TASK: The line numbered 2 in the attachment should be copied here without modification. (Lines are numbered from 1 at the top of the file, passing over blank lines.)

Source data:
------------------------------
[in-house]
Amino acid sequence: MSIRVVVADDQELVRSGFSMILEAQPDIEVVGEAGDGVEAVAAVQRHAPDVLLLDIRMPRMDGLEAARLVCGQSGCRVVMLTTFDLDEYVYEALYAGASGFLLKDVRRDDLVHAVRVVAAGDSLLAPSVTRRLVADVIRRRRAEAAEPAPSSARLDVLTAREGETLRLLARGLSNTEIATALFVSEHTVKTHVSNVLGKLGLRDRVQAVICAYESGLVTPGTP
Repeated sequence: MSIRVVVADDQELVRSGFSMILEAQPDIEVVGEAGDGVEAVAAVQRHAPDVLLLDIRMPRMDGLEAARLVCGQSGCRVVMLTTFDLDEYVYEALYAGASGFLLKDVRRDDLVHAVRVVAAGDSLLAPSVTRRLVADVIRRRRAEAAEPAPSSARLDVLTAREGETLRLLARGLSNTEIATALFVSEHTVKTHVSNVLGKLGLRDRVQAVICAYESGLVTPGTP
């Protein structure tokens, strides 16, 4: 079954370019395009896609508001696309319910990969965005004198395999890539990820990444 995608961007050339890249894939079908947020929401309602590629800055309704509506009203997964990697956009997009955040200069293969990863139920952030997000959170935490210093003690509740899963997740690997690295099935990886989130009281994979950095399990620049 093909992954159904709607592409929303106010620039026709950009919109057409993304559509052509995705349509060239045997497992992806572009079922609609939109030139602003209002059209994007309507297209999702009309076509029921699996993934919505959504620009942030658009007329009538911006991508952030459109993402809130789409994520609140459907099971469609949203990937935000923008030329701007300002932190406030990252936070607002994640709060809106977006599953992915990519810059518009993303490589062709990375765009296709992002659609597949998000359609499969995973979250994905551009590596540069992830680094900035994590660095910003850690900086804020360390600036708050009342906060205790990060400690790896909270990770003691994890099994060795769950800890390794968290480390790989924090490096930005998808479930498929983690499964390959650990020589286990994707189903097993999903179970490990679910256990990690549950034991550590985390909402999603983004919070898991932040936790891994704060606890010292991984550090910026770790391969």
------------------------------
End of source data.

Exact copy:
Amino acid sequence: MSIRVVVADDQELVRSGFSMILEAQPDIEVVGEAGDGVEAVAAVQRHAPDVLLLDIRMPRMDGLEAARLVCGQSGCRVVMLTTFDLDEYVYEALYAGASGFLLKDVRRDDLVHAVRVVAAGDSLLAPSVTRRLVADVIRRRRAEAAEPAPSSARLDVLTAREGETLRLLARGLSNTEIATALFVSEHTVKTHVSNVLGKLGLRDRVQAVICAYESGLVTPGTP